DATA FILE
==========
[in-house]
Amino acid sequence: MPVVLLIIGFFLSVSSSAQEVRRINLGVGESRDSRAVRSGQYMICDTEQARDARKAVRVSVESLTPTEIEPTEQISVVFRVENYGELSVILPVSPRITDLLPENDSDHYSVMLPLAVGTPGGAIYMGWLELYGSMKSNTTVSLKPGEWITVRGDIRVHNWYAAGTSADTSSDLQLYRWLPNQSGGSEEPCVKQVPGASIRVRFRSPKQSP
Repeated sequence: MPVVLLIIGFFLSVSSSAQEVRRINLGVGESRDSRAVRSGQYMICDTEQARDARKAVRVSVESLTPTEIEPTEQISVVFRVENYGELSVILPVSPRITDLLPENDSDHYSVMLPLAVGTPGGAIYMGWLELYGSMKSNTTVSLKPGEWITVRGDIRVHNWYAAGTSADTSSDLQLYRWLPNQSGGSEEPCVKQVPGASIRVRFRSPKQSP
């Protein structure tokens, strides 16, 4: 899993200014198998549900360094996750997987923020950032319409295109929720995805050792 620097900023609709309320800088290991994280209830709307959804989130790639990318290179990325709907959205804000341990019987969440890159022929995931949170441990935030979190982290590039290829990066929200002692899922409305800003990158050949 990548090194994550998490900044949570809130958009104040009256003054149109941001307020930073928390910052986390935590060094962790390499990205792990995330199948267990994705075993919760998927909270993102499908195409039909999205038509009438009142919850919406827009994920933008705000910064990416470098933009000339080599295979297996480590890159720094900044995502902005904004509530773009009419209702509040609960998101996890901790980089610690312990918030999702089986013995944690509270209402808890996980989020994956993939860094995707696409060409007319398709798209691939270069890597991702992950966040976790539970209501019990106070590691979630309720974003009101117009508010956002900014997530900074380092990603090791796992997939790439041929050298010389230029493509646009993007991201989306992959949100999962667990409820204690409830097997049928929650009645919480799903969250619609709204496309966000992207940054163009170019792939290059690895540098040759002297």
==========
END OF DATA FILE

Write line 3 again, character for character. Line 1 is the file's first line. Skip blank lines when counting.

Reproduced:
Repeated sequence: MPVVLLIIGFFLSVSSSAQEVRRINLGVGESRDSRAVRSGQYMICDTEQARDARKAVRVSVESLTPTEIEPTEQISVVFRVENYGELSVILPVSPRITDLLPENDSDHYSVMLPLAVGTPGGAIYMGWLELYGSMKSNTTVSLKPGEWITVRGDIRVHNWYAAGTSADTSSDLQLYRWLPNQSGGSEEPCVKQVPGASIRVRFRSPKQSP